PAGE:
We know PETA will squeal, but could biodiesel made from pigs have religious implications?
But towards the end of this story, flags were raised about the ethics of replacing the tiger in your tank (oh, sorry, that's ExxonMobil) with Arnold the pig. Officials said they have yet to discuss the idea with animal rights groups or religious leaders. But PETA did come out with a statement.
"Clearly, the answer to global warming isn't to fill gas guzzling cars with ground up remains of tortured animals, it is to go vegetarian, which is something every person can afford to do and should do for the sake of their own health, animals and the environment," said PETA.
Any fuel made with swine extracts would be mixed with other types of diesel. No one would be able to tell if any bacon diesel was actually in their tank. But there is always the possibility of complaints and lawsuits. I remember the case of a man whose religion prohibited the eating of beef, and he sued a restaurant because of a slight amount of beef flavoring in the oil used to cook french fries. He claimed severe mental distress because he wasn't told.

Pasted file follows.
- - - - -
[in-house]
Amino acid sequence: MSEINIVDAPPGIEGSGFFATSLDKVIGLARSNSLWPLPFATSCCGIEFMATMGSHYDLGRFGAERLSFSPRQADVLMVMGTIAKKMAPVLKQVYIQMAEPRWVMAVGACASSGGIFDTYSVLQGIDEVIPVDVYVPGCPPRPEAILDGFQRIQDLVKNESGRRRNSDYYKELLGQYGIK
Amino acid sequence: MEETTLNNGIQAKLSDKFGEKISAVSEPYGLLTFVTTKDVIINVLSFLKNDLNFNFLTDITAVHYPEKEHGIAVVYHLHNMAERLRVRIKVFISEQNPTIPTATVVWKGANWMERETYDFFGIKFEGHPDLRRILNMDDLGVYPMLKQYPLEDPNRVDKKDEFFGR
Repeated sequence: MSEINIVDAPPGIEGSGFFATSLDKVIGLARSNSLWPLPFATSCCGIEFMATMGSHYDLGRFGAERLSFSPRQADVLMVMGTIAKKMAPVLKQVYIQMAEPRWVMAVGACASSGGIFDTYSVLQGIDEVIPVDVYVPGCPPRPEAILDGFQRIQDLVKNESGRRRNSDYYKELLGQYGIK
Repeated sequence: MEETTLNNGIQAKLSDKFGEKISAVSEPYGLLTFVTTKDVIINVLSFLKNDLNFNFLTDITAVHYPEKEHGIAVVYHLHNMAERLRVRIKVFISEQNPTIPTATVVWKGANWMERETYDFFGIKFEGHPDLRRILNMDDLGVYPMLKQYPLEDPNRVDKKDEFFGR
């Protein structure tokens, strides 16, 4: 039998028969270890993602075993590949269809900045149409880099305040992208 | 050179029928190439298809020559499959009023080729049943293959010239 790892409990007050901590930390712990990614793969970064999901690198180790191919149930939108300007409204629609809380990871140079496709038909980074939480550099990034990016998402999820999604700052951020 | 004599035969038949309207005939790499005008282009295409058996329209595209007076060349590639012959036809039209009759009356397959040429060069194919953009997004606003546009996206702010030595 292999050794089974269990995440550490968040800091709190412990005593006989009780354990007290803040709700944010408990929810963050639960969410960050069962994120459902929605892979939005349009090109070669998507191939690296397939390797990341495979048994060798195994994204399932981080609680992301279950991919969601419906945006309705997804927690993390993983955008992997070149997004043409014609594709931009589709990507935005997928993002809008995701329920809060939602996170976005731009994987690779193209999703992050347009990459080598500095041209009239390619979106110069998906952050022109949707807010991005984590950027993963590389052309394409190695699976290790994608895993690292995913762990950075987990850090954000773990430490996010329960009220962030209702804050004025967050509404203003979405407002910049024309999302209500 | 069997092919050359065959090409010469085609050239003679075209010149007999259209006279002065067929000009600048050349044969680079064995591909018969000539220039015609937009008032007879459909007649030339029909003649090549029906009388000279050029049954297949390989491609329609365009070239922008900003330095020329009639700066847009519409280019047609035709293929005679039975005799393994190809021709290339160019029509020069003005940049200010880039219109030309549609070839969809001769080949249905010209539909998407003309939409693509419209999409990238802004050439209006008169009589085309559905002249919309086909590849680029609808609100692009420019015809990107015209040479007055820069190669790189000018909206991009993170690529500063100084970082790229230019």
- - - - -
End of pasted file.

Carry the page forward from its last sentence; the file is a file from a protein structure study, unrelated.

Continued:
Part of living in a multicultural society is that you must respect others, but you must also have tolerance for others. I don't foresee the day when fuel will have to be blessed or approved by religious leaders, but this issue will not go away quietly. In the end, leaded gasoline will probably get a better reputation than animal-seasoned biofuel.
- Biggest automotive sales disappointments
- Fastest-depreciating cars in the United States
- Find and compare 2017 Models